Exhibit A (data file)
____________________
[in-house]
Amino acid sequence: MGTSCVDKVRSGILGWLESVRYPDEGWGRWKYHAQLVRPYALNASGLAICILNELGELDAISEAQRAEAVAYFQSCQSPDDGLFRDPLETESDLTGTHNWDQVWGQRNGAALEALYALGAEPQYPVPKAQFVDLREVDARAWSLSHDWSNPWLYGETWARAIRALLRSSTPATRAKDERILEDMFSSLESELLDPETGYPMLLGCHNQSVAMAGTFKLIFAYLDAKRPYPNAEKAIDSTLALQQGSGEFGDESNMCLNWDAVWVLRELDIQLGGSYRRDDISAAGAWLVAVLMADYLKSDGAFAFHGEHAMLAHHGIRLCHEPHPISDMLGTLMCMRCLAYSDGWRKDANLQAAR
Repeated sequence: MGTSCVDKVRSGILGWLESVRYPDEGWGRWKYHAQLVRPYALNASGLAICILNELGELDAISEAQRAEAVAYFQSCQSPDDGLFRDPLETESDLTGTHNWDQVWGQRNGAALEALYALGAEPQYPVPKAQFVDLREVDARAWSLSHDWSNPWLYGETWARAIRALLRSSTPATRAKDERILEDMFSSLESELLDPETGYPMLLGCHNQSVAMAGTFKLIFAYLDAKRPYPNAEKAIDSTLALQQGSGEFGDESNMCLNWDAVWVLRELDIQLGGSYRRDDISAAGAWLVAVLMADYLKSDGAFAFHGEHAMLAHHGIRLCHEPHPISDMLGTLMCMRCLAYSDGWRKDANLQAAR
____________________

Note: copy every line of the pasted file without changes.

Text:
[in-house]
Amino acid sequence: MGTSCVDKVRSGILGWLESVRYPDEGWGRWKYHAQLVRPYALNASGLAICILNELGELDAISEAQRAEAVAYFQSCQSPDDGLFRDPLETESDLTGTHNWDQVWGQRNGAALEALYALGAEPQYPVPKAQFVDLREVDARAWSLSHDWSNPWLYGETWARAIRALLRSSTPATRAKDERILEDMFSSLESELLDPETGYPMLLGCHNQSVAMAGTFKLIFAYLDAKRPYPNAEKAIDSTLALQQGSGEFGDESNMCLNWDAVWVLRELDIQLGGSYRRDDISAAGAWLVAVLMADYLKSDGAFAFHGEHAMLAHHGIRLCHEPHPISDMLGTLMCMRCLAYSDGWRKDANLQAAR
Repeated sequence: MGTSCVDKVRSGILGWLESVRYPDEGWGRWKYHAQLVRPYALNASGLAICILNELGELDAISEAQRAEAVAYFQSCQSPDDGLFRDPLETESDLTGTHNWDQVWGQRNGAALEALYALGAEPQYPVPKAQFVDLREVDARAWSLSHDWSNPWLYGETWARAIRALLRSSTPATRAKDERILEDMFSSLESELLDPETGYPMLLGCHNQSVAMAGTFKLIFAYLDAKRPYPNAEKAIDSTLALQQGSGEFGDESNMCLNWDAVWVLRELDIQLGGSYRRDDISAAGAWLVAVLMADYLKSDGAFAFHGEHAMLAHHGIRLCHEPHPISDMLGTLMCMRCLAYSDGWRKDANLQAAR